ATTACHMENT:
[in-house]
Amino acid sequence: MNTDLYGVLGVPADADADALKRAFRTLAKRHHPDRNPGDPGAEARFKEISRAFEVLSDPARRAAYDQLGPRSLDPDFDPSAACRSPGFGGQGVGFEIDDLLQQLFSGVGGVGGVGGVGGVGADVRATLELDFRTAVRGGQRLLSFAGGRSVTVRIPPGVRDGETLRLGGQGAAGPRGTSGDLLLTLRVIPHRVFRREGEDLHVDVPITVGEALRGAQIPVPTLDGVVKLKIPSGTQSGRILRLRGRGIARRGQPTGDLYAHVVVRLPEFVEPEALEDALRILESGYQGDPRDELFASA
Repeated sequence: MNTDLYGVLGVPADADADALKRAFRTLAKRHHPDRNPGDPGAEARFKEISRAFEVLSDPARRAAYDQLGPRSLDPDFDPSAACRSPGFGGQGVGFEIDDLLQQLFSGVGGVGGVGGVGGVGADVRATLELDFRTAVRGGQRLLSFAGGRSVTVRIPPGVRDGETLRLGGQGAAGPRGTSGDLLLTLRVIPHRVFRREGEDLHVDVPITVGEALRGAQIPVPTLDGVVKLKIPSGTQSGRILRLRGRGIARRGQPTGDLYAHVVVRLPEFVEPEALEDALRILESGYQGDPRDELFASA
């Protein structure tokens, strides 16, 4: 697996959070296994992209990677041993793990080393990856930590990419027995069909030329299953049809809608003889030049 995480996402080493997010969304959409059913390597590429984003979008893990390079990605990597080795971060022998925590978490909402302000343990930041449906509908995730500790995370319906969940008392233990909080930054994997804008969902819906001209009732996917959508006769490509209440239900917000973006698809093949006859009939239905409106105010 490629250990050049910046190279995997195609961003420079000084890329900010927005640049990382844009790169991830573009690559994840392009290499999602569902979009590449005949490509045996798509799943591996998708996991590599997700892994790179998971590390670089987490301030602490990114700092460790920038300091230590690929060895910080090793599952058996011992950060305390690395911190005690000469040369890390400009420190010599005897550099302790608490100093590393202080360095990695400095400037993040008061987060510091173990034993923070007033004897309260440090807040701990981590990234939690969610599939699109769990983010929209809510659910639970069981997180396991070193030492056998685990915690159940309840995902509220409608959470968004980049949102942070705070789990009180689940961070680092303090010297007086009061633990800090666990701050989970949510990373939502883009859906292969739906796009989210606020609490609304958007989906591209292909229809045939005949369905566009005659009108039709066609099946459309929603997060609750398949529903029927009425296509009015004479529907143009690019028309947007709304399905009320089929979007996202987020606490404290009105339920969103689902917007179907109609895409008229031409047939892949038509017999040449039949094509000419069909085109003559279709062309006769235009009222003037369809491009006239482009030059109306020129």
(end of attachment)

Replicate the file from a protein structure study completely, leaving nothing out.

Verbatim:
[in-house]
Amino acid sequence: MNTDLYGVLGVPADADADALKRAFRTLAKRHHPDRNPGDPGAEARFKEISRAFEVLSDPARRAAYDQLGPRSLDPDFDPSAACRSPGFGGQGVGFEIDDLLQQLFSGVGGVGGVGGVGGVGADVRATLELDFRTAVRGGQRLLSFAGGRSVTVRIPPGVRDGETLRLGGQGAAGPRGTSGDLLLTLRVIPHRVFRREGEDLHVDVPITVGEALRGAQIPVPTLDGVVKLKIPSGTQSGRILRLRGRGIARRGQPTGDLYAHVVVRLPEFVEPEALEDALRILESGYQGDPRDELFASA
Repeated sequence: MNTDLYGVLGVPADADADALKRAFRTLAKRHHPDRNPGDPGAEARFKEISRAFEVLSDPARRAAYDQLGPRSLDPDFDPSAACRSPGFGGQGVGFEIDDLLQQLFSGVGGVGGVGGVGGVGADVRATLELDFRTAVRGGQRLLSFAGGRSVTVRIPPGVRDGETLRLGGQGAAGPRGTSGDLLLTLRVIPHRVFRREGEDLHVDVPITVGEALRGAQIPVPTLDGVVKLKIPSGTQSGRILRLRGRGIARRGQPTGDLYAHVVVRLPEFVEPEALEDALRILESGYQGDPRDELFASA
């Protein structure tokens, strides 16, 4: 697996959070296994992209990677041993793990080393990856930590990419027995069909030329299953049809809608003889030049 995480996402080493997010969304959409059913390597590429984003979008893990390079990605990597080795971060022998925590978490909402302000343990930041449906509908995730500790995370319906969940008392233990909080930054994997804008969902819906001209009732996917959508006769490509209440239900917000973006698809093949006859009939239905409106105010 490629250990050049910046190279995997195609961003420079000084890329900010927005640049990382844009790169991830573009690559994840392009290499999602569902979009590449005949490509045996798509799943591996998708996991590599997700892994790179998971590390670089987490301030602490990114700092460790920038300091230590690929060895910080090793599952058996011992950060305390690395911190005690000469040369890390400009420190010599005897550099302790608490100093590393202080360095990695400095400037993040008061987060510091173990034993923070007033004897309260440090807040701990981590990234939690969610599939699109769990983010929209809510659910639970069981997180396991070193030492056998685990915690159940309840995902509220409608959470968004980049949102942070705070789990009180689940961070680092303090010297007086009061633990800090666990701050989970949510990373939502883009859906292969739906796009989210606020609490609304958007989906591209292909229809045939005949369905566009005659009108039709066609099946459309929603997060609750398949529903029927009425296509009015004479529907143009690019028309947007709304399905009320089929979007996202987020606490404290009105339920969103689902917007179907109609895409008229031409047939892949038509017999040449039949094509000419069909085109003559279709062309006769235009009222003037369809491009006239482009030059109306020129």